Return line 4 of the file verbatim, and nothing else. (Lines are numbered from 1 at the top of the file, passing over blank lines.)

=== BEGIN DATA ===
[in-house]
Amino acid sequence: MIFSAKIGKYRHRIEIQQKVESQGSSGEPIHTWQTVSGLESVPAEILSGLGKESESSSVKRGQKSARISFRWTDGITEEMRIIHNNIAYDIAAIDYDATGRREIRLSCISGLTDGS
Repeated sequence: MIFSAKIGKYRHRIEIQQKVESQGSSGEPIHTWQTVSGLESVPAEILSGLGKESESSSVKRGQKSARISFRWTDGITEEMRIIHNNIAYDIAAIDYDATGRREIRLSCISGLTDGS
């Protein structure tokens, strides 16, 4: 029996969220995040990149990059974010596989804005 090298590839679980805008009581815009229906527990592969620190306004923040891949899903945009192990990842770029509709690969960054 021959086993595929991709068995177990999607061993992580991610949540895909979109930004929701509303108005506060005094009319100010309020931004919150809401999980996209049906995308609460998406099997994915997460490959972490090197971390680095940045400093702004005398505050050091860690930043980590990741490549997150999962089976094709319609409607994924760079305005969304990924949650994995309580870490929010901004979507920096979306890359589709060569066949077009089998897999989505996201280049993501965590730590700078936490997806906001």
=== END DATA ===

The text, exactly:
């Protein structure tokens, strides 16, 4: 029996969220995040990149990059974010596989804005 090298590839679980805008009581815009229906527990592969620190306004923040891949899903945009192990990842770029509709690969960054 021959086993595929991709068995177990999607061993992580991610949540895909979109930004929701509303108005506060005094009319100010309020931004919150809401999980996209049906995308609460998406099997994915997460490959972490090197971390680095940045400093702004005398505050050091860690930043980590990741490549997150999962089976094709319609409607994924760079305005969304990924949650994995309580870490929010901004979507920096979306890359589709060569066949077009089998897999989505996201280049993501965590730590700078936490997806906001």